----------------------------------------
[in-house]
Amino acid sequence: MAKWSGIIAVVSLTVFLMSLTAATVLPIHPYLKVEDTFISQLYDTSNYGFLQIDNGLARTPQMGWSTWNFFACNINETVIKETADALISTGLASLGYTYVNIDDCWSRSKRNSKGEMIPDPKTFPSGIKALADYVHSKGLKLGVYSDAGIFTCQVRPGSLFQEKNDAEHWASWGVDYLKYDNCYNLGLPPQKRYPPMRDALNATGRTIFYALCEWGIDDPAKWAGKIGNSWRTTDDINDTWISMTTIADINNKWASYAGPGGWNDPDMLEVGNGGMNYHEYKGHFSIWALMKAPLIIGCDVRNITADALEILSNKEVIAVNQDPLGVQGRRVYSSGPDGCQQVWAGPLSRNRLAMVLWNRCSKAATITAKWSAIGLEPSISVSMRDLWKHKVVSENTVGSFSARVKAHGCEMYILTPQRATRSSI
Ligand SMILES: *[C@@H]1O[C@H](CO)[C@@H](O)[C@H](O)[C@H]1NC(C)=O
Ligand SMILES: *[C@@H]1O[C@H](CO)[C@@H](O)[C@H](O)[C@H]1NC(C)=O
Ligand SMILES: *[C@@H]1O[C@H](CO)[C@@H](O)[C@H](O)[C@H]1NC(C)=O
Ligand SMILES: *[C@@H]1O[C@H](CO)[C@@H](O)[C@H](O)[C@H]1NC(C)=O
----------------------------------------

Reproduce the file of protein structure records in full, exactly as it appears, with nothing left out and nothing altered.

[in-house]
Amino acid sequence: MAKWSGIIAVVSLTVFLMSLTAATVLPIHPYLKVEDTFISQLYDTSNYGFLQIDNGLARTPQMGWSTWNFFACNINETVIKETADALISTGLASLGYTYVNIDDCWSRSKRNSKGEMIPDPKTFPSGIKALADYVHSKGLKLGVYSDAGIFTCQVRPGSLFQEKNDAEHWASWGVDYLKYDNCYNLGLPPQKRYPPMRDALNATGRTIFYALCEWGIDDPAKWAGKIGNSWRTTDDINDTWISMTTIADINNKWASYAGPGGWNDPDMLEVGNGGMNYHEYKGHFSIWALMKAPLIIGCDVRNITADALEILSNKEVIAVNQDPLGVQGRRVYSSGPDGCQQVWAGPLSRNRLAMVLWNRCSKAATITAKWSAIGLEPSISVSMRDLWKHKVVSENTVGSFSARVKAHGCEMYILTPQRATRSSI
Ligand SMILES: *[C@@H]1O[C@H](CO)[C@@H](O)[C@H](O)[C@H]1NC(C)=O
Ligand SMILES: *[C@@H]1O[C@H](CO)[C@@H](O)[C@H](O)[C@H]1NC(C)=O
Ligand SMILES: *[C@@H]1O[C@H](CO)[C@@H](O)[C@H](O)[C@H]1NC(C)=O
Ligand SMILES: *[C@@H]1O[C@H](CO)[C@@H](O)[C@H](O)[C@H]1NC(C)=O